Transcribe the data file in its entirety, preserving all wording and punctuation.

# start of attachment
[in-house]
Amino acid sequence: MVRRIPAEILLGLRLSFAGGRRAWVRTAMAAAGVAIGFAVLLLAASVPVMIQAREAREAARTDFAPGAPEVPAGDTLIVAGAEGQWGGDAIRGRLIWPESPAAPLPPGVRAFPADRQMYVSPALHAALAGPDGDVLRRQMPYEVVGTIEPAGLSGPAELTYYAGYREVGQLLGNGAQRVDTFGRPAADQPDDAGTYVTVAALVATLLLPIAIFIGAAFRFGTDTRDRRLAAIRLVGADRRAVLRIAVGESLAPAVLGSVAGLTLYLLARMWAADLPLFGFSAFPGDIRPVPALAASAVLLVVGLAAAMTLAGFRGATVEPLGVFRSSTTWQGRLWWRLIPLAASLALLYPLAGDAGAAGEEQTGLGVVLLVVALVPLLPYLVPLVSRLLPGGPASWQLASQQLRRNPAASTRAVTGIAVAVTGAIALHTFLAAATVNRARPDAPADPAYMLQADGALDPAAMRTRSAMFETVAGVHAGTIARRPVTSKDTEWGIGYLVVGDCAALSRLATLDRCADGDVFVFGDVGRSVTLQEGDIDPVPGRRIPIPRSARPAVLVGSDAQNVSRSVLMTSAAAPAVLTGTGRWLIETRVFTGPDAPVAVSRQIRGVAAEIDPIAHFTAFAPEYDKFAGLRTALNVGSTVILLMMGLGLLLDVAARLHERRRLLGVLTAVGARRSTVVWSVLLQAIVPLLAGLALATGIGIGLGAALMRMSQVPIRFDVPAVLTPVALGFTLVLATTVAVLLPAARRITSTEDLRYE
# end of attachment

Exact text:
[in-house]
Amino acid sequence: MVRRIPAEILLGLRLSFAGGRRAWVRTAMAAAGVAIGFAVLLLAASVPVMIQAREAREAARTDFAPGAPEVPAGDTLIVAGAEGQWGGDAIRGRLIWPESPAAPLPPGVRAFPADRQMYVSPALHAALAGPDGDVLRRQMPYEVVGTIEPAGLSGPAELTYYAGYREVGQLLGNGAQRVDTFGRPAADQPDDAGTYVTVAALVATLLLPIAIFIGAAFRFGTDTRDRRLAAIRLVGADRRAVLRIAVGESLAPAVLGSVAGLTLYLLARMWAADLPLFGFSAFPGDIRPVPALAASAVLLVVGLAAAMTLAGFRGATVEPLGVFRSSTTWQGRLWWRLIPLAASLALLYPLAGDAGAAGEEQTGLGVVLLVVALVPLLPYLVPLVSRLLPGGPASWQLASQQLRRNPAASTRAVTGIAVAVTGAIALHTFLAAATVNRARPDAPADPAYMLQADGALDPAAMRTRSAMFETVAGVHAGTIARRPVTSKDTEWGIGYLVVGDCAALSRLATLDRCADGDVFVFGDVGRSVTLQEGDIDPVPGRRIPIPRSARPAVLVGSDAQNVSRSVLMTSAAAPAVLTGTGRWLIETRVFTGPDAPVAVSRQIRGVAAEIDPIAHFTAFAPEYDKFAGLRTALNVGSTVILLMMGLGLLLDVAARLHERRRLLGVLTAVGARRSTVVWSVLLQAIVPLLAGLALATGIGIGLGAALMRMSQVPIRFDVPAVLTPVALGFTLVLATTVAVLLPAARRITSTEDLRYE